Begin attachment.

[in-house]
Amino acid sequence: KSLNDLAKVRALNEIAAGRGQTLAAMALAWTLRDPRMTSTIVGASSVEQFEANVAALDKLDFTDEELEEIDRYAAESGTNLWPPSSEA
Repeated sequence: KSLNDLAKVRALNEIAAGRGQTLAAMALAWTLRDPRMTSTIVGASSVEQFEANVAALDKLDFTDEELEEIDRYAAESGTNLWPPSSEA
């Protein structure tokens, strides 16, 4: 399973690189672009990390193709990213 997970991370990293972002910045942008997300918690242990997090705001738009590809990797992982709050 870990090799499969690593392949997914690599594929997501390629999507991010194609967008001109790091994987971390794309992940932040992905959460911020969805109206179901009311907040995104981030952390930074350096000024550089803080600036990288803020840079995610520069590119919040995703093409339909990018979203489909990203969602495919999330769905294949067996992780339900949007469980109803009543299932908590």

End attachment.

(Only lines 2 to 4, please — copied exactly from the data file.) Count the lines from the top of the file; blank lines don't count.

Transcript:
Amino acid sequence: KSLNDLAKVRALNEIAAGRGQTLAAMALAWTLRDPRMTSTIVGASSVEQFEANVAALDKLDFTDEELEEIDRYAAESGTNLWPPSSEA
Repeated sequence: KSLNDLAKVRALNEIAAGRGQTLAAMALAWTLRDPRMTSTIVGASSVEQFEANVAALDKLDFTDEELEEIDRYAAESGTNLWPPSSEA
């Protein structure tokens, strides 16, 4: 399973690189672009990390193709990213 997970991370990293972002910045942008997300918690242990997090705001738009590809990797992982709050 870990090799499969690593392949997914690599594929997501390629999507991010194609967008001109790091994987971390794309992940932040992905959460911020969805109206179901009311907040995104981030952390930074350096000024550089803080600036990288803020840079995610520069590119919040995703093409339909990018979203489909990203969602495919999330769905294949067996992780339900949007469980109803009543299932908590």